Photo by Nicole Michalou on


Who’s that coming through the old apple trees,

With her new red shoes and socks to her knees?

Quick, shut the cat away.

He makes her uneasy.

Offer her Cheerios or a stick of cheese.

Says dad, that cereal is sweet.

It’s only a treat at grandma’s house.


She builds toilets out of bristle blocks

for the dolls who live in the ding dong house.

We make cards together with hearts and dots.

Bath bubble hills and lilac clouds

Sing a song of soapy suds

Brush her hair, undo the knots.

Story time now at grandma’s house.

My chest sags low

                        Line from: I Don’t Think for a Second That We Won’t Survive This — Abdul Ali


Photo by Ketut Subiyanto on


how did I do this

fifty years ago?

siblings battling in the back seat

put your shoes on

I can smell your feet

you take the dog out

I already picked up the poop

finish one meal, clean up, start another

how did I manage as a single mother

working full days

rushing home to drive to rehearsals, shows

crashing into bed, dazed, glazed

fevers, stomach flu, stitches, broken nose


Summer brings it all again

only I’m the grandma now

slow, deaf, a used-up cow

ask your mother, would she allow?

forgot the car seat, the gluten-free turkey,

the towels, the laundry, the car key

It’s much more fun

than it used to be.

My Father’s Wisdom

selective focus photography of child hand

Photo by Juan Pablo Serrano Arenas on


My father had a few pithy sayings that he liked to repeat. Some of these merely justified his personal preferences, such as, “Fruit juice is for sick people and babies.” But other aphorisms made sense. One of these came to me the other day.

“Address the behavior, not the child.”

My father was a child psychologist. He may not have applied all of his theories to raising me, but this idea, at least, I remember, and still find valid. Not only in relation to children, but to adults as well.

For parents, it’s tough raising children in today’s culture. They have a lot to contend with. So many labels in social media are out there, waiting to stick to a child: bad, fat, stupid, ugly, or smart, talented, etc. We even have a president who throws labels around, calling people “bad” or “nasty.”

Bad behavior or choices, okay, but just “bad people?” We can do better.

To say, “That’s good,” or “You’re a good _______” doesn’t help a child much. It’s more useful to be specific. “I like the way you _______ .” Arranged the pillows on your bed. Cleaned up all the Legos. Helped your friend who fell down. Used the yellow paint in your picture.

We let the child know specifically what was done well.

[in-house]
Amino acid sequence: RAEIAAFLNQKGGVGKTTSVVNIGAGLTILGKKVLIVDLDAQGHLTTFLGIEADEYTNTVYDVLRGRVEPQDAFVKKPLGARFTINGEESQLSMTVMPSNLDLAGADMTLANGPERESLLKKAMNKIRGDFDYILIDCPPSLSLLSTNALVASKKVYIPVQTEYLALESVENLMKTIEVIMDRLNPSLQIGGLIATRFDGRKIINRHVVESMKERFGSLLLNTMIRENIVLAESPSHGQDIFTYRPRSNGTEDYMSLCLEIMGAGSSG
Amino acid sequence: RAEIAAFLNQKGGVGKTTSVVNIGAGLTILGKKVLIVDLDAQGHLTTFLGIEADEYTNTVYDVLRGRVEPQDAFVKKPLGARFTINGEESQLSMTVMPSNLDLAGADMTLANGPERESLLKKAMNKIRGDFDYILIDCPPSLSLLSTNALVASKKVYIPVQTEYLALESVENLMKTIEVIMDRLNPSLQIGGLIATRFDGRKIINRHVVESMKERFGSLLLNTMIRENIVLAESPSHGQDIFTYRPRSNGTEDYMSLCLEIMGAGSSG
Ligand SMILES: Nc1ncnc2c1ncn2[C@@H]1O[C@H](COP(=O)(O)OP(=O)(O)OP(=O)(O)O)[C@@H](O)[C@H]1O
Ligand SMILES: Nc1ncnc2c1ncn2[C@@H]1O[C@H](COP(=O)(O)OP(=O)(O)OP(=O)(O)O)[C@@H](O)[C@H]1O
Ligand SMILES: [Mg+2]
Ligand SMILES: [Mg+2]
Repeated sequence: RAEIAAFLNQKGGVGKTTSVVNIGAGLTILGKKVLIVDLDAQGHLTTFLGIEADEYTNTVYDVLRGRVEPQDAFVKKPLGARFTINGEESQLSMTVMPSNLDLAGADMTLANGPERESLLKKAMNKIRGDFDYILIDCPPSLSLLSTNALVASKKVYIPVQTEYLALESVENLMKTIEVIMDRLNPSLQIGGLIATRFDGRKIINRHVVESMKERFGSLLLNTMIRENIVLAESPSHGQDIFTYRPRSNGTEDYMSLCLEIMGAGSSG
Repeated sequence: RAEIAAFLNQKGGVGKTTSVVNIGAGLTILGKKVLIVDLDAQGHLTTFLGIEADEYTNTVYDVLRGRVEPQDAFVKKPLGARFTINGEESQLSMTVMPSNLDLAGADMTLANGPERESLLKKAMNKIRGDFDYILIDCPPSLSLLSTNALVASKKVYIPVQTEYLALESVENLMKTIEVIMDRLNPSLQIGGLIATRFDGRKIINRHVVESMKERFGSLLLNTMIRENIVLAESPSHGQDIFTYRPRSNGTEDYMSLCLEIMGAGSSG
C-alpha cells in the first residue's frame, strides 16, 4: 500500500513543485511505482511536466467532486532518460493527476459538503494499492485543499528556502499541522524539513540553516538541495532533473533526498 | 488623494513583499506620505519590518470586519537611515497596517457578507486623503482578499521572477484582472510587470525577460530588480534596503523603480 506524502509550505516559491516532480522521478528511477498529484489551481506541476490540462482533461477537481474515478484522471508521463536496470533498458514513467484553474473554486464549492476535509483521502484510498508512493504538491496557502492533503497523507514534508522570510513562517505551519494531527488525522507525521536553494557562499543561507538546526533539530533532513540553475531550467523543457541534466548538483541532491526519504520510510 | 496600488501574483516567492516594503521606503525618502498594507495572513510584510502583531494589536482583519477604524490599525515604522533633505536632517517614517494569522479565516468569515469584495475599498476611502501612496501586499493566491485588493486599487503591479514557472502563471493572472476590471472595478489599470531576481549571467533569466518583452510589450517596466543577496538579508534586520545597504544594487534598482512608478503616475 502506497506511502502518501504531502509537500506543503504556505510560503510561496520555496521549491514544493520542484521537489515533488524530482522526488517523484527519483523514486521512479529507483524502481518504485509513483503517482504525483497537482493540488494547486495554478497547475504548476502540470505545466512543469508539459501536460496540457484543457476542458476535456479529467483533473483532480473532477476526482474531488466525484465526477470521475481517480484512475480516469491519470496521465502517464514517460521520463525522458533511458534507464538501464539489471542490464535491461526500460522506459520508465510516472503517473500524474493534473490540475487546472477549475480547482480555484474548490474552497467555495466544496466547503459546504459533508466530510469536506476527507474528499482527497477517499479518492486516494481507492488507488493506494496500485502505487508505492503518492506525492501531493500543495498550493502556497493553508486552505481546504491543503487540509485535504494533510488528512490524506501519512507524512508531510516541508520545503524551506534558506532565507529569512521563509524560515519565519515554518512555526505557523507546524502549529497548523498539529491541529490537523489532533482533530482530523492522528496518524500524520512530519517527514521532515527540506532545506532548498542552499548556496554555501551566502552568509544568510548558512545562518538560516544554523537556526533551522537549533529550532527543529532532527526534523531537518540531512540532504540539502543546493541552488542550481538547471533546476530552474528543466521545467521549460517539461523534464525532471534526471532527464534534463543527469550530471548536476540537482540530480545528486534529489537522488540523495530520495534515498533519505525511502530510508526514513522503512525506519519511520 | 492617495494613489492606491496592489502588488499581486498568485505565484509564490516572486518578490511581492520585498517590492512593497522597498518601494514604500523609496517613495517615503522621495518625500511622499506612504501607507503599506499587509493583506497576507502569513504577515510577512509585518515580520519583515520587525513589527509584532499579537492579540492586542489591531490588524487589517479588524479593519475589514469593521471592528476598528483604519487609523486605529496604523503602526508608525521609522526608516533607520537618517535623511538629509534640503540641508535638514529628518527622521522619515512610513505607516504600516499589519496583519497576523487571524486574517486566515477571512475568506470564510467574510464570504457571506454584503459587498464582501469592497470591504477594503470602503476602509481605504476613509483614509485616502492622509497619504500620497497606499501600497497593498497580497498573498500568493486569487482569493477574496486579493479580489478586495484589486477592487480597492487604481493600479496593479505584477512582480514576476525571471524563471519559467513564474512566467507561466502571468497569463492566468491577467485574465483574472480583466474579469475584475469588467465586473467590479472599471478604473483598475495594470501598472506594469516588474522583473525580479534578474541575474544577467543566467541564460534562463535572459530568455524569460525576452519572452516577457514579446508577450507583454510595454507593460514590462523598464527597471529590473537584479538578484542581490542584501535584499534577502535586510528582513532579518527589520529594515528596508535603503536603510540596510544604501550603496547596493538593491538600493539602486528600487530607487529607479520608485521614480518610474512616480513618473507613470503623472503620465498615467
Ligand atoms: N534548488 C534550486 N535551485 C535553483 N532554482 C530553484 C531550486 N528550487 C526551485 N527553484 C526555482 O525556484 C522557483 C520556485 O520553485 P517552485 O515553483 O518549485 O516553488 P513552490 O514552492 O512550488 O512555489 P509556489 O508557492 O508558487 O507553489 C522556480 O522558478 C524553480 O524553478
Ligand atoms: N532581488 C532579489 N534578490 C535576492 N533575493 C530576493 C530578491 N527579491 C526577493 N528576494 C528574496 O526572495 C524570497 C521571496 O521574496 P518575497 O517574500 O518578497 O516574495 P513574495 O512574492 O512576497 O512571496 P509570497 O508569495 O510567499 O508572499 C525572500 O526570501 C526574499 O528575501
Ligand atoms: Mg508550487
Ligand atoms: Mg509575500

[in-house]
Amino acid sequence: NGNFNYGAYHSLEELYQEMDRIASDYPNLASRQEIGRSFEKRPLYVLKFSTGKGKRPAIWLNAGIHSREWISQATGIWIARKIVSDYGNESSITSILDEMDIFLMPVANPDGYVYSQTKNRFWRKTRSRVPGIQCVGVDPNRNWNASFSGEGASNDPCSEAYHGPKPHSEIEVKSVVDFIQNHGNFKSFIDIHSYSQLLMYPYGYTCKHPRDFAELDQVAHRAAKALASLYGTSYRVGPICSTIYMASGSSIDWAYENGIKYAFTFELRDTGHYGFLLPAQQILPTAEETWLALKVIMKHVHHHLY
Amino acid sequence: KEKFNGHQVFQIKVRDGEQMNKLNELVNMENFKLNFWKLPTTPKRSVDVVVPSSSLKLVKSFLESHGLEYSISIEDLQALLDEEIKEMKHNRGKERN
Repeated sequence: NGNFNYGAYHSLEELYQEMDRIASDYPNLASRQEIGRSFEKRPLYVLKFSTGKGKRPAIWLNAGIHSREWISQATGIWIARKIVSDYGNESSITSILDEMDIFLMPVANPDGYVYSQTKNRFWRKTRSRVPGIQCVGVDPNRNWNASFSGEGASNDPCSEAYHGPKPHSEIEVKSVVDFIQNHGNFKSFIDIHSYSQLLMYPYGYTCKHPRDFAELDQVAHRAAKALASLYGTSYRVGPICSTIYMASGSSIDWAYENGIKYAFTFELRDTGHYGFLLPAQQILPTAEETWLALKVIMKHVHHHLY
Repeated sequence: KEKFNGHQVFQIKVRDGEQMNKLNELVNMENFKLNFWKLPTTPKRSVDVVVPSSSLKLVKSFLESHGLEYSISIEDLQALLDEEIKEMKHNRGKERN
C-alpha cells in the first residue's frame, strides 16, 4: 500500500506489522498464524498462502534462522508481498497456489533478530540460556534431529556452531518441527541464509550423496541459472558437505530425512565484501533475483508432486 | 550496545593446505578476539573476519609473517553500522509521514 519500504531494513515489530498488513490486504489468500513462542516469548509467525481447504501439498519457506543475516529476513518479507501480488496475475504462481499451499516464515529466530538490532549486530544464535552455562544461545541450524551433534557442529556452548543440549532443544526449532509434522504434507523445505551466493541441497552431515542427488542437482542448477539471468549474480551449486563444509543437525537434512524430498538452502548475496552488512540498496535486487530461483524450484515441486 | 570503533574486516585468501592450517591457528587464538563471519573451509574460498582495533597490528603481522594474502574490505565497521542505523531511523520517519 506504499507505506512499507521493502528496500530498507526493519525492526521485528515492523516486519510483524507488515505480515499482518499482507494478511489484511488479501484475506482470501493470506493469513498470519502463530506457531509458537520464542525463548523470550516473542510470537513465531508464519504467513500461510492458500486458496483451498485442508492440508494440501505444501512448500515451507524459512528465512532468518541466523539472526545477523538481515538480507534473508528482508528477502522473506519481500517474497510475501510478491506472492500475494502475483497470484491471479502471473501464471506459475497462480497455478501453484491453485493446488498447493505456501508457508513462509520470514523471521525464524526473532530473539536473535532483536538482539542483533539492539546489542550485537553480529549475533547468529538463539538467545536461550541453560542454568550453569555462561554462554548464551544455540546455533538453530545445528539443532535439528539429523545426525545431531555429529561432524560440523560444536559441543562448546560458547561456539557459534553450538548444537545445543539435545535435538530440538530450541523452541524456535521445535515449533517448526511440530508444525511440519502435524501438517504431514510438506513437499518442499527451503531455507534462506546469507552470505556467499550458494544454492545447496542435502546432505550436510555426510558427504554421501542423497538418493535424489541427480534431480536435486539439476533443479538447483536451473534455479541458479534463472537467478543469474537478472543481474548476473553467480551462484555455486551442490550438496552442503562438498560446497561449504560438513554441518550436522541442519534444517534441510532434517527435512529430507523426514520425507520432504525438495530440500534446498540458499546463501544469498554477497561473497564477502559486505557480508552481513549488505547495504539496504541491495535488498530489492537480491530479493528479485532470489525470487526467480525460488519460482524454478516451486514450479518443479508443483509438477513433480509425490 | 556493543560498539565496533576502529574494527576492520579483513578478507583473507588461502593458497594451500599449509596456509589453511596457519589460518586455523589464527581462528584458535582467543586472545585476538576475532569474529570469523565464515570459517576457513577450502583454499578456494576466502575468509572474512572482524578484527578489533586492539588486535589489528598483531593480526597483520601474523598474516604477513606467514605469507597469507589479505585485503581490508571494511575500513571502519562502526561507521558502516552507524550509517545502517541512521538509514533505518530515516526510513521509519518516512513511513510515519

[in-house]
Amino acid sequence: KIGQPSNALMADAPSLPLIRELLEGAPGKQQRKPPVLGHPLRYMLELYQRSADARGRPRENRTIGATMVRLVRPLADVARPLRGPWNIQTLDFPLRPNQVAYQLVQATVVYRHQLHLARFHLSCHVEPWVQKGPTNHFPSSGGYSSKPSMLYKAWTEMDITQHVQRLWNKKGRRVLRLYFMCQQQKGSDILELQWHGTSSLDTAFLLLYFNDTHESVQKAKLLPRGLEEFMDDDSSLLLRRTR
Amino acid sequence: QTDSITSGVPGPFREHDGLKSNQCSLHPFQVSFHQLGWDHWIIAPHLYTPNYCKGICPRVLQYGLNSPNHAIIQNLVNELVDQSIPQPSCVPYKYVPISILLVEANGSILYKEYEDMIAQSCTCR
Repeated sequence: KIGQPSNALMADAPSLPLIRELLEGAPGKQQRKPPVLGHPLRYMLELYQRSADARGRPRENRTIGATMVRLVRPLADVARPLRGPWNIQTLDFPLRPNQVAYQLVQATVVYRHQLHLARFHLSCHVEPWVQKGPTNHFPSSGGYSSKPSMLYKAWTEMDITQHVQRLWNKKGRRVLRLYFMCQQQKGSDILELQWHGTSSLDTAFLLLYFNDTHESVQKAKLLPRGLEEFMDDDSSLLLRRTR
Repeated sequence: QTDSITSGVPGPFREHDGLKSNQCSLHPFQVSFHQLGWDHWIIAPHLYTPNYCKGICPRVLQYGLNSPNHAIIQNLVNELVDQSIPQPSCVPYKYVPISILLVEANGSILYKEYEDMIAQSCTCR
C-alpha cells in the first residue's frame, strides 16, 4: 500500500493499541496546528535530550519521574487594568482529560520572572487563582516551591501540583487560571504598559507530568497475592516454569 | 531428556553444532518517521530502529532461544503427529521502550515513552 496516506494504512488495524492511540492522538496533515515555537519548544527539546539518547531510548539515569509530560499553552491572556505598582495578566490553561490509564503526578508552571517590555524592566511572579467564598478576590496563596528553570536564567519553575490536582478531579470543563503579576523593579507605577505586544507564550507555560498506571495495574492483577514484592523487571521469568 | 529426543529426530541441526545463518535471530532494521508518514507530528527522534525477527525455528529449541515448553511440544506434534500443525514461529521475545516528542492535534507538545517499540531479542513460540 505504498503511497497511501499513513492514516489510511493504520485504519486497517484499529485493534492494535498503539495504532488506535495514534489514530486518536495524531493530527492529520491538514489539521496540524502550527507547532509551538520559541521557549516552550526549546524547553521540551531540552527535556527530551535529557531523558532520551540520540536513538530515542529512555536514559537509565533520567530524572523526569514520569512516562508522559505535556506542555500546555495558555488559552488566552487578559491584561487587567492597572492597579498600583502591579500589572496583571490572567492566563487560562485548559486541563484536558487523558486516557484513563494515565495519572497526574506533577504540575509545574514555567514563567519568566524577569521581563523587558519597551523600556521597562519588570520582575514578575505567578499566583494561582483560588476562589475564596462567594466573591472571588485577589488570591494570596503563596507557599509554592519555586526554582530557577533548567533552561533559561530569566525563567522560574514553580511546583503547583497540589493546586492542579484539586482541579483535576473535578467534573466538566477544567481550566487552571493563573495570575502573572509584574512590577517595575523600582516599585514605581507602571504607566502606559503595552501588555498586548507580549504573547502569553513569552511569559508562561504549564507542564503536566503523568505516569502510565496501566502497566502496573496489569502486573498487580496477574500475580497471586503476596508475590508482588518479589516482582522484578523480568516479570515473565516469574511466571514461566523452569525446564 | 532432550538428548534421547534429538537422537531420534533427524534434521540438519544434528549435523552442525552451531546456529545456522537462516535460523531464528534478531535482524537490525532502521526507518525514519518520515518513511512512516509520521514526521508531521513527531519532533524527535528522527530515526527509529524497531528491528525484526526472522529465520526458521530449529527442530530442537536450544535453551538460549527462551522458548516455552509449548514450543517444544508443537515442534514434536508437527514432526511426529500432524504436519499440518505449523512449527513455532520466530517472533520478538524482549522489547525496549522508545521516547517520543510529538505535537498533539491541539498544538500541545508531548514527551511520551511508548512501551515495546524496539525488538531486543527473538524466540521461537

Adults also respond positively to hearing what they do well.

In my writing group, structured according to the Amherst Writers and Artists method, we give positive feedback to first drafts. We point out what was strong or memorable, what “stays with us.” Writers use that information to improve.

It works the same way with kids.

Fear and Longing


My granddaughters live three states away. I haven’t seen them since January. The enforced separation is causing tears and heartache—on both sides. For me, though, as the aging adult, the longing is confused and aggravated by fear.

I’m close to seventy years old. What if I die before we can be together again? This strange and virulent disease could be the end of me. Other younger folk are often less anxious. Today we ventured out to a D.IY. store to get some needed house supplies. Although most of the customers had on masks, there was an atmosphere of laxity that I found alarming.

I hurried through the store, flinging air filters and bug spray into our cart. On the checkout line, the man in front of us had no mask. I commented on this and pulled back further. My husband, whose dementia blanks out the crisis daily, made a joke about the fellow being a tough guy.

“It’s not funny!” I shouted. I moved our cart to the self-checkout lane and rushed out of the store.

I don’t know if we’ll attempt another shopping trip. I truly felt unsafe, and also angry that others’ cavalier attitudes force me to take risks.

When I asked my doctor about the advisability of visiting the family, he said, “Sure, you can walk with them outdoors.”

“Oh, no, but they live five hours away,” I said.


If this social isolation lasts months longer, I may reassess the risks versus the emptiness. For now, though, we’re back in the apartment, too far away.